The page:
Tuesday, 9 February 2010

Civic reception for Kilfenora band


GORDON DEEGAN

CLARE COUNTY Council’s high-tech chamber last night provided a platform for the Kilfenora Céilí Band to showcase its talents.

In a forum that is more accustomed lately to hearing councillors quarrel over the growing size of potholes on the roads, the céilí band last night provided rich entertainment and some relief after the council’s recent battles with the floods and the freeze.

One of Ireland’s best-known Irish traditional music bands, the Kilfenora Céilí Band was last night being honoured by the county council after celebrating its centenary in 2009.

The céilí band, which includes a farmer, a carpenter, a social worker and a number of teachers from Co Clare, shared the limelight with music legends Bruce Springsteen and Neil Young at last year’s Glastonbury festival in England.

The band is made up of three fiddle players, two flute players, a pianist, an accordion player, a drummer, a banjo player and a concertina player.

The current line-up has been together by and large for 17 years under the leadership of John Lynch.

According to the mayor of Clare and Fine Gael councillor Tony Mulcahy: “In hosting a civic reception in honour of the Kilfenora Céilí Band, the council also is recognising the contribution of traditional Irish music artists and groups throughout Co Clare over the years to preserving a unique part of Irish culture and heritage.”

The founding of the Kilfenora Céilí Band has its origins in a fife and drum band which was based in the north Clare village of Kilfenora in the 1870s.

In the early days, the band’s engagements included house dances which later progressed to playing in local parochial halls and eventually venues far beyond the boundaries of the parish.

At last night’s civic reception, band leader John Lynch said: “I think that in granting the band a civic reception, Clare County Council is recognising Kilfenora’s unique style of music which has been nurtured through the different manifestations of the band since the flame was lit in 1909.”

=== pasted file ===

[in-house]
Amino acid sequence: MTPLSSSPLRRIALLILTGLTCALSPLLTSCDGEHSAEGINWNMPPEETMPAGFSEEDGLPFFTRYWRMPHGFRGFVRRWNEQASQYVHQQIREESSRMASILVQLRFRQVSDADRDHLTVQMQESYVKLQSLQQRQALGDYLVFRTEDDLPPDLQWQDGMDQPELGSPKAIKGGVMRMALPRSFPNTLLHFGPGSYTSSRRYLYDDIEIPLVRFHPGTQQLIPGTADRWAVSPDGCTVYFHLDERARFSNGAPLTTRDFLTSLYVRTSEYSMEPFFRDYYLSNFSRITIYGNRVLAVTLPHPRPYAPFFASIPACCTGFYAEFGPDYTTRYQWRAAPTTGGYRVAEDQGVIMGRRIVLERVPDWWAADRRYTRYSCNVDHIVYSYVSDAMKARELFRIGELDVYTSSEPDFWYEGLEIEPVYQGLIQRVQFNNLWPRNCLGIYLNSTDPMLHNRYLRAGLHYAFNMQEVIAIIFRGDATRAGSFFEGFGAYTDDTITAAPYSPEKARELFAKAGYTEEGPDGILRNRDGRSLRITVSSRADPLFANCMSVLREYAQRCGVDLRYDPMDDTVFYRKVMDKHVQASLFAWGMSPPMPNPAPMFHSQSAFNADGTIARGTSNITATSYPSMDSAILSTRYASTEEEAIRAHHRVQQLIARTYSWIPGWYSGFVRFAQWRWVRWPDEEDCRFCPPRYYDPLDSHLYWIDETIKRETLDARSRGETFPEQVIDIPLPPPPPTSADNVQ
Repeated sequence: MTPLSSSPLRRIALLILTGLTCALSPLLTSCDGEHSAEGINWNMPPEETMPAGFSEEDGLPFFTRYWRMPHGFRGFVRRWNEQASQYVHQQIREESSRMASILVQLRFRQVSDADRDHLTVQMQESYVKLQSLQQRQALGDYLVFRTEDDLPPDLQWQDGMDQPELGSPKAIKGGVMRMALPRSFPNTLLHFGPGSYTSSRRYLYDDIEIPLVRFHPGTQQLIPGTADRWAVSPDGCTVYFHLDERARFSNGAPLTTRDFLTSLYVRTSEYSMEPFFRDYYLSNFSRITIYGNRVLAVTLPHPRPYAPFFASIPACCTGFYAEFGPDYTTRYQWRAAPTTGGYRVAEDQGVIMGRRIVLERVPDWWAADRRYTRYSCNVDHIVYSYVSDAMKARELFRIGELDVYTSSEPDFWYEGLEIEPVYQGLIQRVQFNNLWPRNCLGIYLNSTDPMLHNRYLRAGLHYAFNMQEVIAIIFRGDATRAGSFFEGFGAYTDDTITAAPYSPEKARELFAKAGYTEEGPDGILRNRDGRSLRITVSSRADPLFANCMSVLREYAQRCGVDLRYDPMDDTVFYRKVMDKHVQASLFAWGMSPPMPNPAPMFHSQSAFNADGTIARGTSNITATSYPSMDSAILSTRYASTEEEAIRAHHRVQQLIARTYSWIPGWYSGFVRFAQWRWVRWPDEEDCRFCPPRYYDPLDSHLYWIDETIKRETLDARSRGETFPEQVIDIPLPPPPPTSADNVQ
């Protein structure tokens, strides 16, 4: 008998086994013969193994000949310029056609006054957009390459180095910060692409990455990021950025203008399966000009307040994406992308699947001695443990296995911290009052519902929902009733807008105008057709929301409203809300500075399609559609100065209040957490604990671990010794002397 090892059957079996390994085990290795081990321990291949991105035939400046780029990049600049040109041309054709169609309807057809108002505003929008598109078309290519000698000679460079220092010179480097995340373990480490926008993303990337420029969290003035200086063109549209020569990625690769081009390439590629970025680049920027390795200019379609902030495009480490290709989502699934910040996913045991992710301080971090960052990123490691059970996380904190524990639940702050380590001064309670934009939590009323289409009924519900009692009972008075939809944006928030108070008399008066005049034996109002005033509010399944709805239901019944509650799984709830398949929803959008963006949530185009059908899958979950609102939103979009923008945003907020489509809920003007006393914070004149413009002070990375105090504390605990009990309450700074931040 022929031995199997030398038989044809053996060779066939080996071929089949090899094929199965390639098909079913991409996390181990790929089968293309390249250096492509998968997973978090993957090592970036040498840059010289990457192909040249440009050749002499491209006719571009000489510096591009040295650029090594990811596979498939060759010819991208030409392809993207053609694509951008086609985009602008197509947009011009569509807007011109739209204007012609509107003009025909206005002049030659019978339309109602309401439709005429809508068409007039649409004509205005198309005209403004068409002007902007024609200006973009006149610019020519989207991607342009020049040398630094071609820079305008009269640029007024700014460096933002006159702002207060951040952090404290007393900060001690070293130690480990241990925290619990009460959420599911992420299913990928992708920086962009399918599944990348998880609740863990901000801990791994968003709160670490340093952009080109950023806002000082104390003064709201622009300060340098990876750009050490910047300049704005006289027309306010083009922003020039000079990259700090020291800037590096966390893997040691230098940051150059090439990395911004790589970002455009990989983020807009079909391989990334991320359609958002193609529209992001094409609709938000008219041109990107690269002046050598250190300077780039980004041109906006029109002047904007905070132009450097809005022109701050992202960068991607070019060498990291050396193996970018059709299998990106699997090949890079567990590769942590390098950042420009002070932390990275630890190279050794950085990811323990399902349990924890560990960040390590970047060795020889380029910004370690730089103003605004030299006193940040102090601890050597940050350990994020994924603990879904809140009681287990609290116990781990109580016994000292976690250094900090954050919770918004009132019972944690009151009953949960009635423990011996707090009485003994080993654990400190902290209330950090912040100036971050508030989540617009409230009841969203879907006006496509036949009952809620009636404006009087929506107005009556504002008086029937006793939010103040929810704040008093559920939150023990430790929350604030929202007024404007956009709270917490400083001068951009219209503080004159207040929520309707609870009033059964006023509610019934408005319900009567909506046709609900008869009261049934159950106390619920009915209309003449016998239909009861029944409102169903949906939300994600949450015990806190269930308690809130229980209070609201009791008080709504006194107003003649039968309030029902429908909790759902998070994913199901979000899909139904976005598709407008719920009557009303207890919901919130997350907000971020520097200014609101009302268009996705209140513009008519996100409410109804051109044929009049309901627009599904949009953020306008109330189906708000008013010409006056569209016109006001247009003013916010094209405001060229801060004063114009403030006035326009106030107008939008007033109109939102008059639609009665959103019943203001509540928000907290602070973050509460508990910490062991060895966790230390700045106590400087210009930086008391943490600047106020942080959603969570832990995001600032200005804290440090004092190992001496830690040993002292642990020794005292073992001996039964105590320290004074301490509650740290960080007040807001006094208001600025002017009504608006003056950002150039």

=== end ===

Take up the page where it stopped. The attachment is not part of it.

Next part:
http://www.irishtimes.com/newspaper/ireland/2010/0209/1224264030386.html

Monday, 8 February 2010

Chieftains' Irish-Mexican music project is simpatico

By Edward Ortiz, The Sacramento Bee, Calif.
Feb. 7--The music of Mexico is not the first thing that comes to mind when thinking of the legendary Irish band the Chieftains.

But Mexico is where this Dublin-based band has been living -- musically. In its soon-to-be released CD, "San Patricio," the group tastefully blends Irish and Mexican music.

The band will perform songs from "San Patricio" (due out March 9) at UC Davis' Mondavi Center as part of its monthlong U.S. tour.

"The reason this Celtic band is melding Irish and Mexican music has a lot to do with history," said Paddy Moloney who founded the Chieftains and plays Uilleann bagpipe and tin whistle.

"Over a year ago, I was doing a music project on the Civil War, and that's when I came across the history of the 'San Patricios,' " said Moloney, who will be joined on the Mondavi stage by fiddler Sean Keane, bodhran drum player, vocalist Kevin Conneff and flutist Matt Molloy.

The little-known San Patricio brigade fought for the United States under leader John Patrick Riley in the Mexican-American War of 1846-48. The brigade was composed of recently arrived Irishmen.

"The San Patricios were not too happy about shooting Catholics," said Moloney. "Nor were Riley and his men happy to be under the command of American Protestant generals."

The members of the brigade were harshly treated and ostracized as Irish Catholics. They soon decided to follow their conscience and crossed the Rio Grande to fight on Mexico's side.

But things ended tragically for the San Patricios. Most were wiped out after making a last stand at the convent of Churabusco in Mexico City. Those who survived the battle were captured and executed.

The brigade is a celebrated chapter in Mexican history and an obscure footnote in Irish history. In the United States the brigade's soldiers were seen as traitors, and their rebel tale has mostly faded.

For Moloney, the story of the San Patricios became a metaphor for yearning and dreams lost, as well as for the commonality between Mexicans and the Irish.

Exploring the likeness of two musical cultures has been done before by the Chieftains, who plumbed the similarities of Irish and American roots music with the CD "Further Down the Old Plank Road: The Nashville Sessions" in 2002.